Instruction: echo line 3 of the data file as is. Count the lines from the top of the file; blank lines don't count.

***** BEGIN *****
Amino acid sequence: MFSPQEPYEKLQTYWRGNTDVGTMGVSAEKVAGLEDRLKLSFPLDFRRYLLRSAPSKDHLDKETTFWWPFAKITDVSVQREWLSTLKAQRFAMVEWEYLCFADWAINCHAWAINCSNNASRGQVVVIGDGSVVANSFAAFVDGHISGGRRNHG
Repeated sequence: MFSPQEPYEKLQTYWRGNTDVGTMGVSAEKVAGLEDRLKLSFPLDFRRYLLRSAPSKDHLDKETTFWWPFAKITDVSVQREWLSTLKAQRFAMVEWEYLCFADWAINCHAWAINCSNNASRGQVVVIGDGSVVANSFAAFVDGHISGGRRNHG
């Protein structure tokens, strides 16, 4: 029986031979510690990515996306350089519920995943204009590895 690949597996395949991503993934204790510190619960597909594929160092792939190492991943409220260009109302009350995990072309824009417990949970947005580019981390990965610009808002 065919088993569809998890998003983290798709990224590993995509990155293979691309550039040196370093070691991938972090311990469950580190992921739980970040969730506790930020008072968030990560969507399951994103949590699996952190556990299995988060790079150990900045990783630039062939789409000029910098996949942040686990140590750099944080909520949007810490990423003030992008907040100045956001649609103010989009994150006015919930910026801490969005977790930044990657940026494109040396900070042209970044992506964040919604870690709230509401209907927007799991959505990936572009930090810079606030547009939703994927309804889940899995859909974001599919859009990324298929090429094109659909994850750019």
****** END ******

């Protein structure tokens, strides 16, 4: 029986031979510690990515996306350089519920995943204009590895 690949597996395949991503993934204790510190619960597909594929160092792939190492991943409220260009109302009350995990072309824009417990949970947005580019981390990965610009808002 065919088993569809998890998003983290798709990224590993995509990155293979691309550039040196370093070691991938972090311990469950580190992921739980970040969730506790930020008072968030990560969507399951994103949590699996952190556990299995988060790079150990900045990783630039062939789409000029910098996949942040686990140590750099944080909520949007810490990423003030992008907040100045956001649609103010989009994150006015919930910026801490969005977790930044990657940026494109040396900070042209970044992506964040919604870690709230509401209907927007799991959505990936572009930090810079606030547009939703994927309804889940899995859909974001599919859009990324298929090429094109659909994850750019």